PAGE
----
No one will disagree that people are having a deep impact on the planet – and not all of it is good. But there is debate over whether the Earth has entered into a new geological age, which some researchers call the Anthropocene.

In a study published this week, a group of archeologists weighed in on this question. Using data collected from around the world, they map out how and when people shaped the land they lived on. In the process, they concluded that 3,000 years ago, most of the planet was already largely transformed by people – earlier than previously thought.

Some other stories for your weekend:

People have been modifying Earth – as in these rice terraces near Pokhara, Nepal – for millennia. Erle C. Ellis

Surveying archaeologists across the globe reveals deeper and more widespread roots of the human age, the Anthropocene

Ben Marwick, University of Washington; Erle C. Ellis, University of Maryland, Baltimore County; Lucas Stephens, Max Planck Institute for the Science of Human History; Nicole Boivin, Max Planck Institute for the Science of Human History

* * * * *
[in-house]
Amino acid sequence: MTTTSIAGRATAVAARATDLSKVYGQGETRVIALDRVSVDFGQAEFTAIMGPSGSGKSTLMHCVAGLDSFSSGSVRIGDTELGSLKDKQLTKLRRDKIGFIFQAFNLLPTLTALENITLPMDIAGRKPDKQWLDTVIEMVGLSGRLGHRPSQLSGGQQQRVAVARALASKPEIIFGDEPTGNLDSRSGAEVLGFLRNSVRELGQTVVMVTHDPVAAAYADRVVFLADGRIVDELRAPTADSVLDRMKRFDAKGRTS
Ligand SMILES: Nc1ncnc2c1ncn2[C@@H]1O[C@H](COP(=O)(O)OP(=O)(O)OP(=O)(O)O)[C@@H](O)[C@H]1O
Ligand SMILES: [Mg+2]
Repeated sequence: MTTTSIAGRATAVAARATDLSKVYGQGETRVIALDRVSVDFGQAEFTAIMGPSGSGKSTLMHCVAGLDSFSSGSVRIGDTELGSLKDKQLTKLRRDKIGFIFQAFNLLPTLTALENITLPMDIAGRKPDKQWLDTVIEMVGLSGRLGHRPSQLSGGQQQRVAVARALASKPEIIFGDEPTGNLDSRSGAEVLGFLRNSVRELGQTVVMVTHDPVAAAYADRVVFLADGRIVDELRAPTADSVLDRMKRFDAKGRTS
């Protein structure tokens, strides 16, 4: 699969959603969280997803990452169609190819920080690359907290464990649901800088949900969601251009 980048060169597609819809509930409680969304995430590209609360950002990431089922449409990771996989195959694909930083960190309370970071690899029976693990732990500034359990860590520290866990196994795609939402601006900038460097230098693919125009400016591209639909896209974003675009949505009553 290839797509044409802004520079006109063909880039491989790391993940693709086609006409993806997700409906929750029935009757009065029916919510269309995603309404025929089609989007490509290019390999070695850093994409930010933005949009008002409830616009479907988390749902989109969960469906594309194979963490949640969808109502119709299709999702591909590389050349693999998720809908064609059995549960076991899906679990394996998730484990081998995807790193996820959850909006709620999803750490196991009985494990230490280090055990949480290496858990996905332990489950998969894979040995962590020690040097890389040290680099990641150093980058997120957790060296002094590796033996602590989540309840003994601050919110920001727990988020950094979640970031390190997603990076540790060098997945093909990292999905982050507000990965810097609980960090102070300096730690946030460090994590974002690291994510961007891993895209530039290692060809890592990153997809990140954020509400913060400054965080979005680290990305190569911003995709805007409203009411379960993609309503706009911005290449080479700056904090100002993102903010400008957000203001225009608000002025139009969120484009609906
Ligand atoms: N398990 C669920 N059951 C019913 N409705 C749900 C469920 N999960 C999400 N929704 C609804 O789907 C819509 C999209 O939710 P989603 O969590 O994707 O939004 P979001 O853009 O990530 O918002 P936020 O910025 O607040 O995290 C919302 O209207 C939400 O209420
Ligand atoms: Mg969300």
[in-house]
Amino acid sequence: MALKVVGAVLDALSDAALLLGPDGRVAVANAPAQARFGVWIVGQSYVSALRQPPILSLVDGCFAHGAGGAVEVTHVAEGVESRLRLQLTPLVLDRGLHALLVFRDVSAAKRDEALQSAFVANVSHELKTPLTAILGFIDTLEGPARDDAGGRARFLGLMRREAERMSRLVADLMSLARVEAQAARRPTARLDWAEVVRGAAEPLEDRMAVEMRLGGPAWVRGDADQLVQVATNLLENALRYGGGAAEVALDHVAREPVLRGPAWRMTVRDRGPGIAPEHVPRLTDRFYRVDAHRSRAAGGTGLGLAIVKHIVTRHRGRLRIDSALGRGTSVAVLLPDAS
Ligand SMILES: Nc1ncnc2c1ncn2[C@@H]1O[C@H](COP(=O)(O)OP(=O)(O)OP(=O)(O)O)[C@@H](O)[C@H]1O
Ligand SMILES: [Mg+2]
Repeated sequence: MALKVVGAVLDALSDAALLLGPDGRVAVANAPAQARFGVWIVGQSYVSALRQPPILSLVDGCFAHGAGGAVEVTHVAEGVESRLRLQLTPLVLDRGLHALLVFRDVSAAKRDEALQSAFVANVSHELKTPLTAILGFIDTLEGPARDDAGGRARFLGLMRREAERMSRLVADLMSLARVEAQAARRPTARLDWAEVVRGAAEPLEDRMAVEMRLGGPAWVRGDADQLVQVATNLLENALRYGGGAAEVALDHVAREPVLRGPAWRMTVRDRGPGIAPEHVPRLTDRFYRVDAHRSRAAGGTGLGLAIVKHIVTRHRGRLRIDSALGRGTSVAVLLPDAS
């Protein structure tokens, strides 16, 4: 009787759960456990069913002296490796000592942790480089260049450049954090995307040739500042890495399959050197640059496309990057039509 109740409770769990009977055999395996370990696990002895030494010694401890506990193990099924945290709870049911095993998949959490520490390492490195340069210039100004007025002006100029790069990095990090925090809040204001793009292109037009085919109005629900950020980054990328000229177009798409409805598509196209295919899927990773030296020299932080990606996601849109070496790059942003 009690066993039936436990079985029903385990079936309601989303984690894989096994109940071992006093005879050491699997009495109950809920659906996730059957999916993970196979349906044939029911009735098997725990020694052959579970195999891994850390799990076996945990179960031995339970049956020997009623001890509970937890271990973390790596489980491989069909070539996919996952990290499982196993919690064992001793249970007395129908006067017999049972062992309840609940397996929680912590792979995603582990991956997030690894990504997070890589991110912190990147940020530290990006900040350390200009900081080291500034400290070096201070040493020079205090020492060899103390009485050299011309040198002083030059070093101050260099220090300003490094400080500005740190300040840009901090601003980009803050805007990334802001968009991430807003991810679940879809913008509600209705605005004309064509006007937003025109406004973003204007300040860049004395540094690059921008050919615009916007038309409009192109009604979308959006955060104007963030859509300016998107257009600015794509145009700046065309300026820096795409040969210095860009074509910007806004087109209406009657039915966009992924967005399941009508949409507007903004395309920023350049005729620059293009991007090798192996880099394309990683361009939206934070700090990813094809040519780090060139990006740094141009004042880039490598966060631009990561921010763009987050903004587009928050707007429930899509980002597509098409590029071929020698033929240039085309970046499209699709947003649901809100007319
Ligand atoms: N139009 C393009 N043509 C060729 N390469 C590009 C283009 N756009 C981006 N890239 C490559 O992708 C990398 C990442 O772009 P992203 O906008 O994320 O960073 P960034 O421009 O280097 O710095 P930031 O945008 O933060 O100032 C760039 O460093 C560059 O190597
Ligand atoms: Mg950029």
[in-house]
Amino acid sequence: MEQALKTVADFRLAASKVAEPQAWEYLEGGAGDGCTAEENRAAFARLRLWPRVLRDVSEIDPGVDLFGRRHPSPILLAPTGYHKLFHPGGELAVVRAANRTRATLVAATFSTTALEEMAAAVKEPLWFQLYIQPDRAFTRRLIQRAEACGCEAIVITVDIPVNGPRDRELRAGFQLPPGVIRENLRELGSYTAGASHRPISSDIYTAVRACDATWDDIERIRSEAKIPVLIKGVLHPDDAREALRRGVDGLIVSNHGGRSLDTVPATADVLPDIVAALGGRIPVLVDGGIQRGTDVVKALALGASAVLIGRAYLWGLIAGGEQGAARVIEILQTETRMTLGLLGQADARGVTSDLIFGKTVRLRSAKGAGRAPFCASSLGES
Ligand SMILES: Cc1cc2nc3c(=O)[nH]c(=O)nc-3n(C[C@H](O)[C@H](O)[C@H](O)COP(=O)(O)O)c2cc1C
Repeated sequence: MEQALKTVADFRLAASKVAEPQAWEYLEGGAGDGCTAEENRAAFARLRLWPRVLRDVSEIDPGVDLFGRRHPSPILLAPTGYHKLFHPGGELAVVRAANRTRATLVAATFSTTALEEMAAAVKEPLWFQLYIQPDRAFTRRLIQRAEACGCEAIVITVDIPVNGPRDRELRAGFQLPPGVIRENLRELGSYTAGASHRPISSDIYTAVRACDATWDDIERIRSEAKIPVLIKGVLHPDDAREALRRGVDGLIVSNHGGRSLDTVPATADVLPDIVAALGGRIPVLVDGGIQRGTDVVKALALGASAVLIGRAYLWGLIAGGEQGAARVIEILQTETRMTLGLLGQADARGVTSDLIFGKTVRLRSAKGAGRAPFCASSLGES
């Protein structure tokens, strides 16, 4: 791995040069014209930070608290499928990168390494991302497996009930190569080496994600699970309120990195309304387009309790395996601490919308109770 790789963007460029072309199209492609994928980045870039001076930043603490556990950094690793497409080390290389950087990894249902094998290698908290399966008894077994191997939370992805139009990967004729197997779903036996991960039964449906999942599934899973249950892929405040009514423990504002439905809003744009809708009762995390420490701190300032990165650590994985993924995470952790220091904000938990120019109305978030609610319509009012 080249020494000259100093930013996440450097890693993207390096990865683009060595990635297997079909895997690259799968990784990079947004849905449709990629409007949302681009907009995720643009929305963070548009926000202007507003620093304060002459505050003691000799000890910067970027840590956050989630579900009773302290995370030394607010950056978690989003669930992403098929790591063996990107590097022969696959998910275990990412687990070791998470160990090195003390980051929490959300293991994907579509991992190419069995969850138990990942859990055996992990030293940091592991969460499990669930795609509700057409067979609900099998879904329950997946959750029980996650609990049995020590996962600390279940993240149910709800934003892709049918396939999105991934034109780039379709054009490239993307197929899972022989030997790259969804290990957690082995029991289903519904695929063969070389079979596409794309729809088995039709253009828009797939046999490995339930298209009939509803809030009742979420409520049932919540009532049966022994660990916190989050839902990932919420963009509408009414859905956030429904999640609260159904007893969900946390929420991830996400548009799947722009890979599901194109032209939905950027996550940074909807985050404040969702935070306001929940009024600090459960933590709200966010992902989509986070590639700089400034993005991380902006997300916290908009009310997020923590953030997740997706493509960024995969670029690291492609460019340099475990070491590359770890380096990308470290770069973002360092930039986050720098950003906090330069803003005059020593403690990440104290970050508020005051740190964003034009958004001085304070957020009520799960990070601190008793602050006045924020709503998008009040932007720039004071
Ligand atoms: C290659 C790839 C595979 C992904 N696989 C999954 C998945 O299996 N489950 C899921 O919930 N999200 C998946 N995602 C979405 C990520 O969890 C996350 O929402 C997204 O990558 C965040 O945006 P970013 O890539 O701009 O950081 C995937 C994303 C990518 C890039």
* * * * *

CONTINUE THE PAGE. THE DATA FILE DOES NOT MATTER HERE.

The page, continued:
Hundreds of archaeologists provided on-the-ground data from across the globe, providing a new view of the long and varied history of people transforming Earth's environment.

U.K. Prime Minister Boris Johnson shakes hands with Queen Elizabeth II. Victoria Jones/Pool via AP

Why the queen said yes to Boris Johnson’s request to suspend Parliament

Laura Beers, American University

The U.K. prime minister sought to suppress Parliamentary opponents, saying he – not they – represents the will of the British people. It put Queen Elizabeth II in a real bind.

Wild boar in a swamp in Slidell, Louisiana. AP Photo/Rebecca Santana

Feral pigs harm wildlife and biodiversity as well as crops

Marcus Lashley, Mississippi State University

Feral pigs are a destructive invasive species across much of North America. In a recent study, forest patches where feral pigs were present had fewer mammal and bird species than swine-free zones.

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